CASH OUT REFINANCE

Take Cash Out by Collateralizing Your Home Equity

What is a

Rate and Term Refinance?

A rate and term refinance is a type of refinancing that allows you to change the terms of your current loan and replace them with more favorable ones. You get a new loan, pay off your old mortgage and then make payments toward your new loan when you refinance. A rate and term can give you more or less time to pay off your loan, a lower interest rate, or a different monthly payment.

Why Choose a

Cash Out Refinance?

Cash out as much as 80% of LTV (home value)

Lower Interest Rates Than Credit Cards

Amortize Payment Period of Cash Out Amount Over 30 Years

More About a Cash Out Refinance

Unlike when you take out a second mortgage, a cash-out refinance doesn’t add another monthly payment to your list of bills – you pay off your old mortgage and replace it with your new mortgage.

For example, let’s say you’ve bought a home for $200,000 and paid off $60,000. This means you still owe $140,000 on your home. Let’s also say you want to make $20,000 worth of renovations.

With a cash-out refinance, you take a portion of your equity and then add what you’ve taken out onto your new mortgage principal. This means your new mortgage would be worth $160,000 – the original $140,000 you owed on the home plus the $20,000 you need for renovations. Your lender gives you the $20,000 in cash a few days after closing.

When you refinance, you can do anything you want with the money you take from your equity. You can repair your property, catch up on your student loan payments, or cover an unexpected medical or auto bill. Cash-out refinances also usually give you access to lower interest rates than credit cards.

How Much Cash Can You Get On A Refinance?

The amount you earn on your refinance typically depends on your home’s value. In general, lenders will let you draw out no more than 80% of your home’s value, but this can vary from lender to lender and may depend on your specific circumstances. Before finding out how much you qualify for, you’ll need to have your home appraised.

One big exception to the 80% rule is VA loans, which let you take out up to the full amount of your existing equity.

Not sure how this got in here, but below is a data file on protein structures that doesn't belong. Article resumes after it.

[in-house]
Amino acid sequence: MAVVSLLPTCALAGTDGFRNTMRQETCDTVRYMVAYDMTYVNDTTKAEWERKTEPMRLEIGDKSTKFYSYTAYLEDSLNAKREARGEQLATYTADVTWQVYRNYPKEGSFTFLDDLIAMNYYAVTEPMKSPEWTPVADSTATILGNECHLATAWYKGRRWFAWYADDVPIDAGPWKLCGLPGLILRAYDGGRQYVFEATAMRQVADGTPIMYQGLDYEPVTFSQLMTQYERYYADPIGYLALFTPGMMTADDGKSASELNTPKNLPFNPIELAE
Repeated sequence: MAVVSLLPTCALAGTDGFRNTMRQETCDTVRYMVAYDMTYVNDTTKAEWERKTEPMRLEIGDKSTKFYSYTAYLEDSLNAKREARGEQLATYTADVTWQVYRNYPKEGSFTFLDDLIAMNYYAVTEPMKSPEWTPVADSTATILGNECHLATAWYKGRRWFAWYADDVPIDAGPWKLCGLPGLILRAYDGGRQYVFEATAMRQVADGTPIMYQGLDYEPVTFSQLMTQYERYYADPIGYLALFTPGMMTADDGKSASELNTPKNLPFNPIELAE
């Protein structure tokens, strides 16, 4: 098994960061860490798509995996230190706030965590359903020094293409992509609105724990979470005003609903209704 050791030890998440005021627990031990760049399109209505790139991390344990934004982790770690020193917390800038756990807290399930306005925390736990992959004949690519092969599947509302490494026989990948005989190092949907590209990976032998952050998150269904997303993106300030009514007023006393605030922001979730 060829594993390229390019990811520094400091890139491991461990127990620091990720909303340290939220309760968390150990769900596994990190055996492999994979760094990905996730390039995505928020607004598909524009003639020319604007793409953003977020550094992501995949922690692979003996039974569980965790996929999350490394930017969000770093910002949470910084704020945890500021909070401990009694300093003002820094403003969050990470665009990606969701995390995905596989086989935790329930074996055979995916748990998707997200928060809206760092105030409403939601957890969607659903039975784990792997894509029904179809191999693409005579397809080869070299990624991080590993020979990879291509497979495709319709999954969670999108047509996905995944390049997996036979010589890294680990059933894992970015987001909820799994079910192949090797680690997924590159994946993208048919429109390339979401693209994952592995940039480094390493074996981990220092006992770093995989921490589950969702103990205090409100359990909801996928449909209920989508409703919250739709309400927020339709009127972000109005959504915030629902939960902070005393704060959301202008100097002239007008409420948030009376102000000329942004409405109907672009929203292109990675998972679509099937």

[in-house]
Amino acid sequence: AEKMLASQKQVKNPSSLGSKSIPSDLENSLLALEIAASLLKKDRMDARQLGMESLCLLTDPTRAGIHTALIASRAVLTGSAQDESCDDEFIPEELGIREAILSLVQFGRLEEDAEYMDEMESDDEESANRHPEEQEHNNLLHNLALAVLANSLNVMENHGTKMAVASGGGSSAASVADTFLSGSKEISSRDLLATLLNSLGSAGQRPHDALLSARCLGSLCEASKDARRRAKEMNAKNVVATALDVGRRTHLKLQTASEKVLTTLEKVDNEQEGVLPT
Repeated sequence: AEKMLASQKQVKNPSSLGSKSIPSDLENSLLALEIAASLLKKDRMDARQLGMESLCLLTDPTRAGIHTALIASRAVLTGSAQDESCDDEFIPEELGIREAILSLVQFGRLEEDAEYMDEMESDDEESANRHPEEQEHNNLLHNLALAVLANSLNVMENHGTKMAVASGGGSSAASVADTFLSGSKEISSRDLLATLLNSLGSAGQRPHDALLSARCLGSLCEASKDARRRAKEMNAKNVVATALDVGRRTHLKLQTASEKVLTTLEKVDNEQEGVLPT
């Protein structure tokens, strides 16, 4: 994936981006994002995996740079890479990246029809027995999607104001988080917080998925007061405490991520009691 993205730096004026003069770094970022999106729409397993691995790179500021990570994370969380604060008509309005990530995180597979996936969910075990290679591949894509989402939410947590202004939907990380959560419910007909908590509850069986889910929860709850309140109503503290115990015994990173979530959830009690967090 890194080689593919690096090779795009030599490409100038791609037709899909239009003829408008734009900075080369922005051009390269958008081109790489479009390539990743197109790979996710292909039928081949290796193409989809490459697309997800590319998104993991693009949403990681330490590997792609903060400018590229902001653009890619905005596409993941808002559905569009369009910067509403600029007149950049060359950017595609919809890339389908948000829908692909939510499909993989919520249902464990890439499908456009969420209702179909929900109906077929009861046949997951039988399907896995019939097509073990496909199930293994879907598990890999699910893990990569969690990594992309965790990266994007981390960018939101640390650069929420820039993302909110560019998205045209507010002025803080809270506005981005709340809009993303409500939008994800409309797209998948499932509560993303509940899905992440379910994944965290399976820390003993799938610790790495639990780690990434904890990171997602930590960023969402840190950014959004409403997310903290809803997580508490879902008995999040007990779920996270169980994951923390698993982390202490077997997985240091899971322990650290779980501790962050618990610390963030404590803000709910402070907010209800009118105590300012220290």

How Does A Cash-Out Refinance Work?

The cash-out refinance process is similar to the process you undergo when you buy a home. After you know you meet the requirements, you choose a lender, submit an application and documentation to underwriting, get an approval and wait for your check.

Here are some reasons to consider getting a cash-out to refinance:

Fund Home Improvements And Renovations

Upgrades are often necessary, from questionable design choices to a broken HVAC system. A cash-out refinance allows you to use the equity earned to fund home improvements.

Get A Lower Interest Rate

Mortgage and refi rates are generally lower than credit card interest rates – often significantly lower. If you put an unexpected bill on a variable credit card, you might pay a high amount of interest – the prime rate that’s tied to the federal funds rate set by the Federal Reserve, plus a certain number of percentage points on top of that. If you have enough equity in your home to cover your bill, you may save thousands in interest over time.

Free Up Money To Invest

When you consider the power of compounding interest, it can be an intelligent move to free up money and save toward retirement early rather than keep your funds tied to your home. Cash-out refinances give you access to funds that you can use to boost your retirement savings or build up a college fund.

What You Should Know About Getting A Cash-Out Refinance

You might need to consider a few things before you commit to a cash-out refinance. Here are some important considerations to bear in mind.

You’ll (Probably) Have To Leave Equity In Your Home

Let’s say you’ve paid $20,000 on your mortgage principal. You might assume that you can take up to $20,000 out with a cash-out refinance. However, depending on your loan, this isn’t always possible. Conventional loans require you to leave 20% equity in your home after a refinance, and FHA loans require 20%. The only exception to this rule is with a VA loan refinance, which doesn’t require you to leave any equity after refinance.

You’ll Pay Closing Costs

Like when you buy a home, you’ll pay closing costs when refinancing. Some typical costs to refinance for closing include a credit report, appraisal, and attorney fees, depending on your state. If you only need to take out a small loan, you should consider whether the closing costs would negate anything you save with a lower interest rate. 

You Won’t Get Cash Immediately

If you need money immediately, a cash-out refinance may not be the right solution. Similar to when you buy a home, you must submit to underwriting and appraisal processes before your lender approves your refinance. Even after you close, the Truth in Lending Act requires your lender to offer you 3 days to cancel the loan if you have a change of heart, and you won’t get your cash until 3 – 5 days after closing.

Your Loan Terms May Change

When you get a cash-out refinance, you pay off your original mortgage and replace it with a new loan. This means your new loan may take longer to pay off, your monthly payments may differ, or your interest rate may change. Be sure to look at the Closing Disclosure from your lender and analyze your new loan terms.

You’ll Need An Appraisal

Cash-out refinances are contingent upon an appraisal by an independent third party. Appraisals can take time, so factor this into your refinancing timeline. 

Have more questions about a Cash Out Refinance?

TALK TO ONE OF OUR MORTGAGE SPECIALISTS